Until a federal government crackdown in 1871, the Ku Klux Klan played a major role in efforts to restore Democratic – and therefore white supremacist – rule over the South. Their white hoods and burning crosses have survived as racist icons to this day. The secretiveness of their activity meant mythology could be constructed around them: they became the leaders of an armed insurgency against Northern occupation. Reconstruction, therefore, could be framed as a continuation of the Civil War, and the Klan as freedom fighters against political oppression, federal interference, and enforced social engineering. In this environment, the values of the Confederacy, that the Klan represented, were reconfigured into individual liberty and states’ rights. Slavery, while not forgotten, was quietly nudged into the background.
After the crackdown, Southern Democrats were able to use the spiralling cost and corruption of Reconstruction to finally wrestle back control over the South. Under the restored rule of white supremacists, Confederate apologia was allowed to to fester, and Southern ‘heroes’ like Robert E. Lee and Jefferson Davis became symbols of a virtuous struggle against the North. Soon enough, black freedmen were back working the plantations in virtual slavery, and their civil rights were slowly diminished. Southern society had undergone little change. Worse still, a new mythologised version of Confederate history had been allowed to emerge, entrenching a belief in the legitimacy of the old social order. Reconstruction had been an utter failure.
With the Democratic Party back in total control, black people were excised from public life; the so-called ‘Jim Crow’ laws were employed to restrict black enfranchisement, and mandate racial segregation in all aspects of social life, from restaurants and transport to schools and housing. Empowered by the late nineteenth-century fashion for scientific racism and social Darwinism, Southern whites were able to create a brand-new racial paradigm, in which the ‘Anglo-Saxon’ race was proven superior by modern, ‘rational’ science. However, this new relationship ultimately had its roots in the master and slave dynamic.
So the Confederate States of America never truly died. By the end of the nineteenth century, racism was as entrenched as it had been in the 1860s. The persistence of state-mandated white supremacy was highlighted by the glut of Confederate statues and memorials that began to appear after the 1880s to remind Southern black people just who was in charge. Ironically, Robert E. Lee, the general most commonly celebrated in this way, wrote after the Civil War that ‘I think it wisest not to keep open the sores of war, but to follow the example of those nations who endeavoured to obliterate the marks of civil strife, and to commit to oblivion the feelings it engendered.’ But rather than simple memorialising, these statues underlined an untempered strain of bitterness.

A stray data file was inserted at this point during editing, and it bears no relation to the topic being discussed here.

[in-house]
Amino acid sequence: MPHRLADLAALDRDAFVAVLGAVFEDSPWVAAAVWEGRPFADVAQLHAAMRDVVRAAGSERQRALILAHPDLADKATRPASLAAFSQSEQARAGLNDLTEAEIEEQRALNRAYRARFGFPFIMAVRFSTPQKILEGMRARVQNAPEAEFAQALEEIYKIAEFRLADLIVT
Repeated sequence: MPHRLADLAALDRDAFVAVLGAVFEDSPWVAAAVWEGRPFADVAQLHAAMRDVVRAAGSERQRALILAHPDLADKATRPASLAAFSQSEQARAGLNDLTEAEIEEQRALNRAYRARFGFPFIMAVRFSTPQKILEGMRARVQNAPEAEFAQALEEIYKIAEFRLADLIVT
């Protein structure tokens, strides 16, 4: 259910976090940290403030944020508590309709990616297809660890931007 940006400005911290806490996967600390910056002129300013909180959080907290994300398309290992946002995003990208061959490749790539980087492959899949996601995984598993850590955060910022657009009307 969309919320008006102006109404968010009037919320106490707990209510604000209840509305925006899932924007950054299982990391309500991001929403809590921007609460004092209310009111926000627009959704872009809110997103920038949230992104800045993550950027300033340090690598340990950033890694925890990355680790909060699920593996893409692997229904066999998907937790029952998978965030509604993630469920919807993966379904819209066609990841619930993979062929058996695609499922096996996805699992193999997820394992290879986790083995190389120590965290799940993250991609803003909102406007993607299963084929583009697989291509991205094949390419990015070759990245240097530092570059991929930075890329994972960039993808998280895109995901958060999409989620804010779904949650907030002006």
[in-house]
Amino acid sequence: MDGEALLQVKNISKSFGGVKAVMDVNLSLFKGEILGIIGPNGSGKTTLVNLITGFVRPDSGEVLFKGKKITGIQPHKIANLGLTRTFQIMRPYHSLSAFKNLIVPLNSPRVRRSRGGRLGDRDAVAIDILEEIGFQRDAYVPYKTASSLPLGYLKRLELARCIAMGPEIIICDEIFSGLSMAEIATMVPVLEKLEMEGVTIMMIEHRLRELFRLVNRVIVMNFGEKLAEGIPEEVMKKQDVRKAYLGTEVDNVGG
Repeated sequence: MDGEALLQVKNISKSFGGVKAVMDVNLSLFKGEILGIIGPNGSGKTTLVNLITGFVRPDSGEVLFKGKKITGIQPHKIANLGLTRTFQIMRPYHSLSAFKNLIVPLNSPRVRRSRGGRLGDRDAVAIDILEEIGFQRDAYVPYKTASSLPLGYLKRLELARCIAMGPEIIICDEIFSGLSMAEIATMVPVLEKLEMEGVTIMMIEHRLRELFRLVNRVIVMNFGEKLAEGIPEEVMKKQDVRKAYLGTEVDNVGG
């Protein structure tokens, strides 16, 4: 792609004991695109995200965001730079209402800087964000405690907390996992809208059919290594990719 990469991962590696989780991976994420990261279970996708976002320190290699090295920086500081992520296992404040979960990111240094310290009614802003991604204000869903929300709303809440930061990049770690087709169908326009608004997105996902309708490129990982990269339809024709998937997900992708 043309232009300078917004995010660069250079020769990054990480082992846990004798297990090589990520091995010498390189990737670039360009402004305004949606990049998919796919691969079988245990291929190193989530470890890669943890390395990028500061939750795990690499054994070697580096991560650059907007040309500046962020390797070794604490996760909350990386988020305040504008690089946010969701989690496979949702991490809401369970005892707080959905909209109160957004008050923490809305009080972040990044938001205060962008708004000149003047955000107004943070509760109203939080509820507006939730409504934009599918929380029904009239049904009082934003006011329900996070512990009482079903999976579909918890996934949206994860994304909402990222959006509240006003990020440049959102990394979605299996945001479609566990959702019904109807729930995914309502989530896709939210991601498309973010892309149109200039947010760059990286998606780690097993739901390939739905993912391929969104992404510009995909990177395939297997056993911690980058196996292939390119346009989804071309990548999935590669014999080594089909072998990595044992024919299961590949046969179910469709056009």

50 years on from the Confederate defeat, a sense of a ‘Lost Cause’, of forgotten glory, of whites cheated out of their rightful place at the top, of brave Southern soldiers – epitomised by the now-deified General Lee – fighting against the overbearing North, still permeated Southern culture. Films like Birth of a Nation (1915) and Gone With the Wind (1939) romanticised their old way of life, depicting Confederate soldiers – and in the former, the Ku Klux Klan – as defenders of Southern values against barbarism, represented chiefly, of course, by black people. So powerfully mythologised was the old South, that the second iteration of the Ku Klux Klan, inspired by Birth of a Nation, registered 5 million members in the mid-1920s – 15% of America’s adult population.
The trouble with statues like that of Robert E. Lee in Charlottesville is that, regardless of any heroic qualities he may have possessed, they can only ever represent that core concept behind the Confederate States of America, slavery, and the war it fought for the right to maintain it. Celebrating and lionising Lee, as the statue does, prevents Southerners from engaging critically with the fraudulent history established over the last 150 years. This thereby entrenches a belief in the fundamental nobility of Lee, the Confederacy, and the cause for which they fought. Even if most Southerners believe that cause was liberty from Northern oppression, it can never be detached from white supremacy and slavery.
Indeed, since these statues were largely put up during the Jim Crow-era, it’s abundantly clear that their primary motivation was not necessarily memorial, but to highlight the futility of the black fight for civil rights. Removing these statues of Confederate leaders, and banning the battle flag from public buildings is not, therefore revisionism or erasure. That white Southerners protest their removal shows how dangerously dependent their culture has become on historical mythmaking. The process of divorcing their history from white supremacy has to start with a widespread reevaluation of exactly what these statues and symbols represent. However, as Charlottesville, and 150 years of revisionism show, the South is too often averse to self-reflection.